Living on the streets, constantly exposed to the elements, canbe tough life, and that’s exactly what the students who created anew kiosk for vendors of the Street Roots newspaper hoped to drawattention to.
“We wanted to call attention to issues of homelessness and theissues surrounding the working homeless,” Laurel Kurtz, a studentinvolved with the project. “Also, we wanted to legitimize StreetRoots as a valid news source.”
The six students, randomly assigned to the same group inPortland State Art Professor Michi Kosuge’s Creative Sculptureclass, found that the issue of recognizing and including thehomeless and poor resonated enough to spend four weeks in and outof class to construct a visual and physical welcome to Street Rootsvendors.
Their finished project, the eight-foot paper mache tree shelterbetween Neuberger Hall and Smith Center, fosters just that sense ofcommunity.
Although the structure itself is temporary-the group is lookinginto getting an extension of display time, possibly keeping thekiosk on campus for another two weeks, the group hopes the messageto Street Roots vendors is long-lasting.
“We always see them out here,” said Maurisa Breton, who spentfour years on the streets herself.
By providing a place out of the weather for vendors to stand,the structure emphasizes the importance of shelter. By sellingStreet Roots, a five-year old non-profit publication that focuseson issues facing the homeless, vendors have an opportunity to earnmoney. Echoing the security this provides, the walls of the kioskare constructed of partially legible old issues, providing a secondkind of protection.
The group is discussing turning over the structure to StreetRoots when display time is up, for possible use at promotionalevents.
“We would be glad to give it to them,” said Shelly Laiche,another art student, who added that this was her first groupproject as an art student.
The largest expense of the project was the copies of StreetRoots, which group members bought from vendors. Some back issueswere donated by Street Roots headquarters. Breton notes that Kosugegenerously donated $50 to the group, even though he is retiring atthe end of the term. The group is still adding up receipts, butmembers estimate they spent $70 to $100 dollars out of pocket forthe newpapers and other materials.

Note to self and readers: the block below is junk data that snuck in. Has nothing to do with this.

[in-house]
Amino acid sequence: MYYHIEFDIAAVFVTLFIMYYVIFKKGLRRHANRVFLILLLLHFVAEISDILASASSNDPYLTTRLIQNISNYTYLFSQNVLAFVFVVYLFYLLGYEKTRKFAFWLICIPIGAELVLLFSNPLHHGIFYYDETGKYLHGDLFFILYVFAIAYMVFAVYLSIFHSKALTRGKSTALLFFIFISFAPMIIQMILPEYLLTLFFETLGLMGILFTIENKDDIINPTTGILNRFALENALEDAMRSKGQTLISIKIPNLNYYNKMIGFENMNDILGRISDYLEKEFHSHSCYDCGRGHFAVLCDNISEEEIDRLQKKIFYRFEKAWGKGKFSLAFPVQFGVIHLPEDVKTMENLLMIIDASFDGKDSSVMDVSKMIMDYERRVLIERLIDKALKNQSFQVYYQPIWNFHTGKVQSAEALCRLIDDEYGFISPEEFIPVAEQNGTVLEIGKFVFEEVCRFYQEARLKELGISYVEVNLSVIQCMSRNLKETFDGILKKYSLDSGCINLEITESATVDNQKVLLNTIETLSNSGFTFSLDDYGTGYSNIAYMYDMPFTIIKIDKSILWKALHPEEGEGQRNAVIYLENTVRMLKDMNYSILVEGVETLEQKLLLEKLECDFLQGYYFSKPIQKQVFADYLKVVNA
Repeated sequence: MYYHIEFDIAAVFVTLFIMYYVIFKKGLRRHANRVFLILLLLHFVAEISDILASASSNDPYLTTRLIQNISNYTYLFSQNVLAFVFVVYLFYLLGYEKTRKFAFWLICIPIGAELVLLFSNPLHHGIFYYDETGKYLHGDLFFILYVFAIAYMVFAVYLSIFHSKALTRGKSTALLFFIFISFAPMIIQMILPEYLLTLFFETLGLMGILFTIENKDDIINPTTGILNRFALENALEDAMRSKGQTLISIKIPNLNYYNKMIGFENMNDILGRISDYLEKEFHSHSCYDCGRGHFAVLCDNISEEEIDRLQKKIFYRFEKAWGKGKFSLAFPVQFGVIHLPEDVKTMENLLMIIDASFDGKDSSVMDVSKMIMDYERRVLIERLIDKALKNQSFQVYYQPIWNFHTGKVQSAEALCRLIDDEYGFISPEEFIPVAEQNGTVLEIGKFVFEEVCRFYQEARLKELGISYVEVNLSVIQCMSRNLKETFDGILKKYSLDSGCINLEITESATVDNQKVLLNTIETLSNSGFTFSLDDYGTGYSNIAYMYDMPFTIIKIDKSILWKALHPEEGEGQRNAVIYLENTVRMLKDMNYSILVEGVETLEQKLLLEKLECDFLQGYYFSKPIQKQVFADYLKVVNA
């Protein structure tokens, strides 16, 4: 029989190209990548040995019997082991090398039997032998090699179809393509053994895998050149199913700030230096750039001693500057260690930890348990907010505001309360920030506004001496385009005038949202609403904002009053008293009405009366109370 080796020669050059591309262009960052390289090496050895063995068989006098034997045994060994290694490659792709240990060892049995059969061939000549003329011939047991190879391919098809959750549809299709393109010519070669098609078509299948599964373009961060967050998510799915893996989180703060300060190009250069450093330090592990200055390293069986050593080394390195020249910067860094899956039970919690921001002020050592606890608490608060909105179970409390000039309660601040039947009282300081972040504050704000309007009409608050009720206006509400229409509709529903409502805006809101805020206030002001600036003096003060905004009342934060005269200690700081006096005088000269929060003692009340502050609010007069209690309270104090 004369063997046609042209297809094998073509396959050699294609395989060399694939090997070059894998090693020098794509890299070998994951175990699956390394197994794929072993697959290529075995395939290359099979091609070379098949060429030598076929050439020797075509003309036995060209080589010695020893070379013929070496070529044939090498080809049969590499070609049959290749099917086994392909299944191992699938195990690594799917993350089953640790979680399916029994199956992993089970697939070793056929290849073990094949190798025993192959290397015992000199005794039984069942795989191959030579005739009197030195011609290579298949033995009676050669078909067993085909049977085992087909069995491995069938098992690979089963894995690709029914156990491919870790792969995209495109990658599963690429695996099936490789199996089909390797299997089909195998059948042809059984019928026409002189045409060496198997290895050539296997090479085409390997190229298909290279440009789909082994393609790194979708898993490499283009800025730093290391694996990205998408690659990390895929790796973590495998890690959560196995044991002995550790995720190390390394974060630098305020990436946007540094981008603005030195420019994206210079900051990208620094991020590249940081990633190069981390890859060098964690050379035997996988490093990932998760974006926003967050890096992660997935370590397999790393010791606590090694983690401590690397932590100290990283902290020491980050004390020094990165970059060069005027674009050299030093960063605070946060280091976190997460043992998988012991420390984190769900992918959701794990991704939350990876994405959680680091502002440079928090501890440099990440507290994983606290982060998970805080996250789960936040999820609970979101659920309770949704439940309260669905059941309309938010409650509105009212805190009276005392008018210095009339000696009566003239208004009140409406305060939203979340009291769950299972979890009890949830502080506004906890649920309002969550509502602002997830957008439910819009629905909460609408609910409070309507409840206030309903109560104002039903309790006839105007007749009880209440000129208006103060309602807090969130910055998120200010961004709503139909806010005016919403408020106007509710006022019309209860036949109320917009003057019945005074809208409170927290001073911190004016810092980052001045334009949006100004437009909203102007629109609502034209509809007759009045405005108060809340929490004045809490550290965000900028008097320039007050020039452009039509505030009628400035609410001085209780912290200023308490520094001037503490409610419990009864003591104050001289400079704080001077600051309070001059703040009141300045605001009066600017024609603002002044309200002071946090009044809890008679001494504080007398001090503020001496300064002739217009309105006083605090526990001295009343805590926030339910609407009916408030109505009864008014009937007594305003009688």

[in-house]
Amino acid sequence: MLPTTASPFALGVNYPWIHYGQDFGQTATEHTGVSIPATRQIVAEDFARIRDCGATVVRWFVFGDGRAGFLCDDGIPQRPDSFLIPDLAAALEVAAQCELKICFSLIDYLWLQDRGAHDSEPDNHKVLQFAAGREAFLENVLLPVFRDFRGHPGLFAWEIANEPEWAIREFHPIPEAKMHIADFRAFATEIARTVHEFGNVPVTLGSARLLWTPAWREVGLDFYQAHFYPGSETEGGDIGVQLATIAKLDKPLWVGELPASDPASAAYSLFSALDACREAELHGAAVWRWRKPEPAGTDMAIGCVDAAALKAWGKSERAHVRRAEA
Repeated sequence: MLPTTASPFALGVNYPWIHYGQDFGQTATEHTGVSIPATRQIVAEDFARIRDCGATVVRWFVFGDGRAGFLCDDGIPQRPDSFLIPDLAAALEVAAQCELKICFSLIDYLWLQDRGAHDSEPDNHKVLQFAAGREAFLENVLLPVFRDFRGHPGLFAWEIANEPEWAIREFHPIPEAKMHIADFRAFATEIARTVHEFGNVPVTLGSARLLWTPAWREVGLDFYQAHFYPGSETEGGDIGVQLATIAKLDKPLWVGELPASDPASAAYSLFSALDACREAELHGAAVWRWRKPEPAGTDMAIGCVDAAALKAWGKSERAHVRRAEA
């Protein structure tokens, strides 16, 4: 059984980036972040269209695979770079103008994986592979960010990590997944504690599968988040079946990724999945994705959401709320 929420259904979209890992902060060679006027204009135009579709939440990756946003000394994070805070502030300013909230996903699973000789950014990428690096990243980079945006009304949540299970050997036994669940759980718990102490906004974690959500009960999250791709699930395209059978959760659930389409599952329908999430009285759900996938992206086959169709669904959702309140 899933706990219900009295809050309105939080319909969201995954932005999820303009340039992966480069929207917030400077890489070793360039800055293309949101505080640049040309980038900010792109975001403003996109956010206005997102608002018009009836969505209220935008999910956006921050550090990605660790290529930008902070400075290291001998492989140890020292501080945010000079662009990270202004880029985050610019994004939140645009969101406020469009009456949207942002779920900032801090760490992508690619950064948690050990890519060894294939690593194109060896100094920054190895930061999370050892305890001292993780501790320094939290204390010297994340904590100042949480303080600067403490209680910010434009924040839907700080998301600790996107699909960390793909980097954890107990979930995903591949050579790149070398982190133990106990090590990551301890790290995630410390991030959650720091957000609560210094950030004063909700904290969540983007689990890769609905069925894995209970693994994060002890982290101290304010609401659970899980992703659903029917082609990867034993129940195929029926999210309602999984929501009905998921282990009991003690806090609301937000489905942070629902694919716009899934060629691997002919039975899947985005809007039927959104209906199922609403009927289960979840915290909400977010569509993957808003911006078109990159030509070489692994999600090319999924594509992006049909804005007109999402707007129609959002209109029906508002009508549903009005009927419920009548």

The team constructed the tree of vertical 2x2s, rebar andchicken wire, adding the extending roots later. Forming the wetpaper mache over the chicken wire presented what Kurtz terms”gravity issues.” Before the roots were attatched, the studentsrolled the cylinder, letting the paper dry horizontally beforeturning and adding more paper.
And since the tree was scaled for use outdoors, and materialsrequired that it be built indoors, bringing the tree out of theclassroom was challenging.
“It had to be built some place dry,” said Marc Leuschner, whowas also involved with the sculpture poject. “We had to basicallyram it through the doors.”
“All the doors (from the classroom on the second floor ofNeuberger Hall to outside) were double doors,” Kurtz said. “But ourroots were wider.”
After bringing the sculpture outside, the group coated it withpolyurethane “and prayed for good weather, ” Leuschner said, so thefinish could dry.
Working as a group was a new experience for the students, butcontributed to the sense of community and inclusion.
“It takes more time,” commented Breton, “because you have tohear what everybody thinks and come to an agreement.”
“But we lucked out,” added Leuschner. “I think we workedtogether really well.”
The students are pleased at how the community has responded tothe piece.
“People have been really positive about it,” Leuschner said. “Wehad tons of people coming up to us when we were working on it.”
Breton said having a class cancelled one afternoon gave her andKurtz the chance to watch passersby react to the sculpture.
“All kinds of people were coming up to it,” she said, laughing.”Even jocks.”